- 6-year-old boy suspended for sexual harassment over kiss
- Voters deciding Mass. congressional contest
- Holiday cheer: Airline grants Christmas wishes for 250 unsuspecting passengers
- U.S. vet held in North Korea says statement was coerced
- NTSB hearing on San Francisco airliner crash postponed
- Toronto Mayor Rob Ford insists he has dried out, vows sobriety test
- Greenpeace video warns that climate change is wrecking Santa’s home
- Herman Cain profiled in ‘Political Power’ comic book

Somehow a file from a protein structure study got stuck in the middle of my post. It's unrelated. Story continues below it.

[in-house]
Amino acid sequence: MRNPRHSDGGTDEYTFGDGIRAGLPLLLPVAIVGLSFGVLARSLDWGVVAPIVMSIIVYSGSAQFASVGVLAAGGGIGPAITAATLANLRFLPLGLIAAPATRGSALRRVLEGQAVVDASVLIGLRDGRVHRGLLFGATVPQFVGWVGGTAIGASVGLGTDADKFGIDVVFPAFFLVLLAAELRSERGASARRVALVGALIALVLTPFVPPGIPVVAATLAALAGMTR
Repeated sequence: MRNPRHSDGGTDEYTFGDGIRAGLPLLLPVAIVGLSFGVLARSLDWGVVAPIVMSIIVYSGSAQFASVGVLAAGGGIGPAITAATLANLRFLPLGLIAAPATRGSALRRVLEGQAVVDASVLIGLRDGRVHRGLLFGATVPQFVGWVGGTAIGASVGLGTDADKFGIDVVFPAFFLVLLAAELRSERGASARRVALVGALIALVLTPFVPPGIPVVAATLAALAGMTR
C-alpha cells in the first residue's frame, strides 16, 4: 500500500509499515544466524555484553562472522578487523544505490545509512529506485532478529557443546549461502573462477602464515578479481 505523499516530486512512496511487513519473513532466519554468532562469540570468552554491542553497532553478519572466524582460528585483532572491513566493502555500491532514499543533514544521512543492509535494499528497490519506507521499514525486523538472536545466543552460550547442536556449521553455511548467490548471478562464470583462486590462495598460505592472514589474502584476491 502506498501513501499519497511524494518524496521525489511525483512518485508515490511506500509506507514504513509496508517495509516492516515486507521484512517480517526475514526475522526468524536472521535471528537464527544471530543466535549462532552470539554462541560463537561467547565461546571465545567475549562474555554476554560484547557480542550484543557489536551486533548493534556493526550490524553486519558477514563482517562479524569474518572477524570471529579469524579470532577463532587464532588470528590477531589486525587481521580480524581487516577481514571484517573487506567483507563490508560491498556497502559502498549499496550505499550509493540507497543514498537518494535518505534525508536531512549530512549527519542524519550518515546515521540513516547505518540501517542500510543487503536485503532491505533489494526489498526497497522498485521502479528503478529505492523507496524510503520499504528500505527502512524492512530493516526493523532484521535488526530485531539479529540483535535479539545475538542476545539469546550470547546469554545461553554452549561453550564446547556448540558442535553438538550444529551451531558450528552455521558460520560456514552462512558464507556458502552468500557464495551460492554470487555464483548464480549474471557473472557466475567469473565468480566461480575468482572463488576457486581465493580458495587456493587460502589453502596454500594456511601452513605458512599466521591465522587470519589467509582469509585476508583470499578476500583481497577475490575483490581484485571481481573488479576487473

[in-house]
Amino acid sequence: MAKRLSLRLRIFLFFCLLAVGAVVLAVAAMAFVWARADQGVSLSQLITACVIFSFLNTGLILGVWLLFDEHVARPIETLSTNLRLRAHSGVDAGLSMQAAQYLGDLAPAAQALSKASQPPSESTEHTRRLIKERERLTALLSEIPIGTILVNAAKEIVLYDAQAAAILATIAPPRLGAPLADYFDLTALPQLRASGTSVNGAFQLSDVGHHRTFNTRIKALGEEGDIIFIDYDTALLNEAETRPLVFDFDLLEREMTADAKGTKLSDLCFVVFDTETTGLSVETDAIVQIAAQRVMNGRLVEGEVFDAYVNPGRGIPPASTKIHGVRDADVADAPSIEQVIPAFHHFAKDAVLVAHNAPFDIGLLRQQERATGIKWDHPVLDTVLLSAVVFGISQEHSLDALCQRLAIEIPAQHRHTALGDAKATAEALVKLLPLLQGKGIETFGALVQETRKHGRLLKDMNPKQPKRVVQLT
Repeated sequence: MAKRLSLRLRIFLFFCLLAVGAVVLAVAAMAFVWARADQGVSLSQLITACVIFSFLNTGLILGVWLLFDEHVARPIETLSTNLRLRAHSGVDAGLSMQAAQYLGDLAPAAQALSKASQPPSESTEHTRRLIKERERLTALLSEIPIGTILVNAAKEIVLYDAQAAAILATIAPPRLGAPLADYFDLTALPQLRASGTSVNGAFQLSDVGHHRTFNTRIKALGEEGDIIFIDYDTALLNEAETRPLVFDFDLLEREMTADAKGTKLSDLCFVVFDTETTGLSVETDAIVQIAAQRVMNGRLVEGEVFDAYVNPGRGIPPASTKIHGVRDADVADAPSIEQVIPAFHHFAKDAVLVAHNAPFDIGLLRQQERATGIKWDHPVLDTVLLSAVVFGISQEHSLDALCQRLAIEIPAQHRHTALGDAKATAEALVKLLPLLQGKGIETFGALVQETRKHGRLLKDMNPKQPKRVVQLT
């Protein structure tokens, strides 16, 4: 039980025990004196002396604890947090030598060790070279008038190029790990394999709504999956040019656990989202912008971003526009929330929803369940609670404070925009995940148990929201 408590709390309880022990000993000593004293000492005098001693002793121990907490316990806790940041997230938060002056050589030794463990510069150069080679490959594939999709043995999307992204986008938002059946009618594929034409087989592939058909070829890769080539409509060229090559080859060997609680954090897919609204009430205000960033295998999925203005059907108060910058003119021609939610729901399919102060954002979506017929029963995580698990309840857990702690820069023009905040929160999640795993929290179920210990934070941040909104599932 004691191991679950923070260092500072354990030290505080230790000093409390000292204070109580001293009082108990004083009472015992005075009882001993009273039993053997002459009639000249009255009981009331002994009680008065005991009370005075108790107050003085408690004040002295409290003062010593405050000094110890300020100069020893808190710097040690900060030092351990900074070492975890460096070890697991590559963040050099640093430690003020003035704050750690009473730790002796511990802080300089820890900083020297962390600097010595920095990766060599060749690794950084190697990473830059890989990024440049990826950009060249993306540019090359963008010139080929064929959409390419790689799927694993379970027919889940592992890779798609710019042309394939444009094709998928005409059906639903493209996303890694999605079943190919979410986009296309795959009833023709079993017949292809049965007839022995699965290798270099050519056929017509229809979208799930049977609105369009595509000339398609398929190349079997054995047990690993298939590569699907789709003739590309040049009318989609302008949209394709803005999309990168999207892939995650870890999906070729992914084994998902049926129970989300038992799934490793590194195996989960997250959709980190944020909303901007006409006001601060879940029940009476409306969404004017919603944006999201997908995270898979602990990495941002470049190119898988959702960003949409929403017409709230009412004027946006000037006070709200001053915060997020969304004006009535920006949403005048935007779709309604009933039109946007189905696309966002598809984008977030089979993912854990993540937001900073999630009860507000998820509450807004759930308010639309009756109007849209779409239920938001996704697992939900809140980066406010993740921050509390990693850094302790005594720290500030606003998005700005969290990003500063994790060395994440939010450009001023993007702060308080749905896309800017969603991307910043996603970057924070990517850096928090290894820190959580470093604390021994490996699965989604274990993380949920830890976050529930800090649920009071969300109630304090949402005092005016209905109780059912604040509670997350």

- Hagel renews Qatar defense pact despite differences over Iran, Syria
- Fire departments fear Obamacare will gut volunteer ranks
Latest Mesirow Financial Items
The economy continued to grow steadily last month despite Washington's impasse over the fiscal cliff, with unemployment staying at a four-year low of 7.8 percent as businesses created another 155,000 jobs, the Labor Department reported Friday morning.
The nation added 200,000 jobs in December in a burst of hiring that drove the unemployment rate to its lowest in almost three years.
A spike in the cost of gasoline pushed wholesale prices higher last month, a trend that could limit consumer spending in the coming months.
If Congress lets unemployment benefits expire this week, the jobless won't be the only ones to feel the pain: The overall economy would suffer, too.